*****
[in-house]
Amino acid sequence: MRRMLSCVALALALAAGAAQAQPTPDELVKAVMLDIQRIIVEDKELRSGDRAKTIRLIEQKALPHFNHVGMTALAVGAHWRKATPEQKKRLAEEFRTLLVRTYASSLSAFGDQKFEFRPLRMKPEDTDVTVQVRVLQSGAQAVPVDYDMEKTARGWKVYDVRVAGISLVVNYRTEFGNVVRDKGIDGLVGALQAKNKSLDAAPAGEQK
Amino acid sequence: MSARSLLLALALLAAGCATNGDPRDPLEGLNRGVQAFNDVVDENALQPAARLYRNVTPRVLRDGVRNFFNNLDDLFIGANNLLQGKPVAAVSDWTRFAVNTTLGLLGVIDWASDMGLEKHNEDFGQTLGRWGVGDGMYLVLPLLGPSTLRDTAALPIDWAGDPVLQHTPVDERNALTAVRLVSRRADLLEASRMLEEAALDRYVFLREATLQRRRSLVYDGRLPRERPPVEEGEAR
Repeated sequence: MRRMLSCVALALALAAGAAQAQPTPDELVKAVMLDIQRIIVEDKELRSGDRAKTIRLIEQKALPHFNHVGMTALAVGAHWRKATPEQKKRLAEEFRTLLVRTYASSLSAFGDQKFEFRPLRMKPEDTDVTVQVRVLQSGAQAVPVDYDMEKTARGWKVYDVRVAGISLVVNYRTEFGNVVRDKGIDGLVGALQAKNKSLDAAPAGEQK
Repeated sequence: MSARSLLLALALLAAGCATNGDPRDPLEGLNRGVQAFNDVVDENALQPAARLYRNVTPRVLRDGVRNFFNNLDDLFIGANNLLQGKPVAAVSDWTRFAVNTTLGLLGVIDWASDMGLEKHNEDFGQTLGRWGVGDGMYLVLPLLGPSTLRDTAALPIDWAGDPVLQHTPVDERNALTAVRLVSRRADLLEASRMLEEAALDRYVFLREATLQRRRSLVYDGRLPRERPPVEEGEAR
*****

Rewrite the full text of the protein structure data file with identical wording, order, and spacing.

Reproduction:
[in-house]
Amino acid sequence: MRRMLSCVALALALAAGAAQAQPTPDELVKAVMLDIQRIIVEDKELRSGDRAKTIRLIEQKALPHFNHVGMTALAVGAHWRKATPEQKKRLAEEFRTLLVRTYASSLSAFGDQKFEFRPLRMKPEDTDVTVQVRVLQSGAQAVPVDYDMEKTARGWKVYDVRVAGISLVVNYRTEFGNVVRDKGIDGLVGALQAKNKSLDAAPAGEQK
Amino acid sequence: MSARSLLLALALLAAGCATNGDPRDPLEGLNRGVQAFNDVVDENALQPAARLYRNVTPRVLRDGVRNFFNNLDDLFIGANNLLQGKPVAAVSDWTRFAVNTTLGLLGVIDWASDMGLEKHNEDFGQTLGRWGVGDGMYLVLPLLGPSTLRDTAALPIDWAGDPVLQHTPVDERNALTAVRLVSRRADLLEASRMLEEAALDRYVFLREATLQRRRSLVYDGRLPRERPPVEEGEAR
Repeated sequence: MRRMLSCVALALALAAGAAQAQPTPDELVKAVMLDIQRIIVEDKELRSGDRAKTIRLIEQKALPHFNHVGMTALAVGAHWRKATPEQKKRLAEEFRTLLVRTYASSLSAFGDQKFEFRPLRMKPEDTDVTVQVRVLQSGAQAVPVDYDMEKTARGWKVYDVRVAGISLVVNYRTEFGNVVRDKGIDGLVGALQAKNKSLDAAPAGEQK
Repeated sequence: MSARSLLLALALLAAGCATNGDPRDPLEGLNRGVQAFNDVVDENALQPAARLYRNVTPRVLRDGVRNFFNNLDDLFIGANNLLQGKPVAAVSDWTRFAVNTTLGLLGVIDWASDMGLEKHNEDFGQTLGRWGVGDGMYLVLPLLGPSTLRDTAALPIDWAGDPVLQHTPVDERNALTAVRLVSRRADLLEASRMLEEAALDRYVFLREATLQRRRSLVYDGRLPRERPPVEEGEAR